OFTEN it takes a stranger to come among us and help us see the wood from the trees. So it was with US President Barack Obama's address to students in Belfast yesterday, as he delivered a clinical but forward-looking assessment of the North's still fragile peace.
At a time when the marching season cranks up once more ahead of July 12, it is often easy to succumb to 'a glass-half-empty' mentality. But Mr Obama's reminder to his young audience of how much things have changed helps us put things in perspective.
The youngsters in his audience at the Waterfront in Belfast rightly take for granted that daily life now is almost free from the impositions of heavy security. "These daily moments of life in a bustling city in a changing country may seem ordinary to many of you. And that's what makes it extraordinary," the President said.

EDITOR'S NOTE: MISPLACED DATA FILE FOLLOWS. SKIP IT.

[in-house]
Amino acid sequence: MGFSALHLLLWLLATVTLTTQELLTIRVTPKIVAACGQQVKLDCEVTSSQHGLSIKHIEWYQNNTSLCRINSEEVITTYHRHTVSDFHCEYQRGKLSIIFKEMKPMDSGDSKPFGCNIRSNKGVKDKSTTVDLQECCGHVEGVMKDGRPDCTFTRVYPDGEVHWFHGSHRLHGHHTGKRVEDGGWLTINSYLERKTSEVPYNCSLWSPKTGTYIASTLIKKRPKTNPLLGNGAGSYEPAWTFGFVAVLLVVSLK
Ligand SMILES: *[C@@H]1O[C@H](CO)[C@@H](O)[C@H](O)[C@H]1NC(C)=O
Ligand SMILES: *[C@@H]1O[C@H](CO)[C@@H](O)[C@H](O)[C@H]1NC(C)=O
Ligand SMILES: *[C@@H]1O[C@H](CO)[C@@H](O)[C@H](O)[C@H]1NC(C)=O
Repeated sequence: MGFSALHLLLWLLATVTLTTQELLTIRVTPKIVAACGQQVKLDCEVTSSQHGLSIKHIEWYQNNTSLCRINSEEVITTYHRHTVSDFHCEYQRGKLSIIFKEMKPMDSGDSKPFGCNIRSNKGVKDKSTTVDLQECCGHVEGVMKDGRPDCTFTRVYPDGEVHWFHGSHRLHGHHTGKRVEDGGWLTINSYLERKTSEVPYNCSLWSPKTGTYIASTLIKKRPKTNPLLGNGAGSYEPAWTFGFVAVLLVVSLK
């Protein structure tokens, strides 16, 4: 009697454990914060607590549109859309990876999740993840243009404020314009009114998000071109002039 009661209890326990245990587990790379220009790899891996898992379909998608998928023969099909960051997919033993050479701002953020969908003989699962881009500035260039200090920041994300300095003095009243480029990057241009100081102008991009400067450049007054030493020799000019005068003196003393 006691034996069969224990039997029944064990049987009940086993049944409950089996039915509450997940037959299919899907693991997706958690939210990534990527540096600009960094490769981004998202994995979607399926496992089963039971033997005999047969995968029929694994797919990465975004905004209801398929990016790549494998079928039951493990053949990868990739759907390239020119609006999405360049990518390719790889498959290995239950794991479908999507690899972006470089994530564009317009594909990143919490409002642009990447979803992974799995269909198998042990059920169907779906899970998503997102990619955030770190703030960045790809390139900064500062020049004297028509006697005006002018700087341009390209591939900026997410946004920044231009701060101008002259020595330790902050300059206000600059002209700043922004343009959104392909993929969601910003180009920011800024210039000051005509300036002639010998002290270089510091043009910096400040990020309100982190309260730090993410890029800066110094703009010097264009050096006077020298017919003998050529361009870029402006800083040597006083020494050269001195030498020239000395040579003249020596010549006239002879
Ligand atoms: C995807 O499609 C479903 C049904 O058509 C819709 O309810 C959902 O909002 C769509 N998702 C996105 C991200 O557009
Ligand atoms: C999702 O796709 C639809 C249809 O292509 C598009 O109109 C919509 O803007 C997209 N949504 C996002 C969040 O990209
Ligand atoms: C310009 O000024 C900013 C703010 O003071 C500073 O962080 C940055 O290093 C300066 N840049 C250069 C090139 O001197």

Mr Obama was not wearing his rose-tinted spectacles. He directly referred to the irony of the continued need for Belfast's 'peace walls' and complimented one young woman's efforts to get a gate opened in one such wall which divides a public park.
He urged everybody in the North to tackle the clear community segregation which is the enemy of a permanent and strong peace. Mr Obama was directly speaking to the next generation in the greater Belfast area. But he was giving us all a message of hope for the future.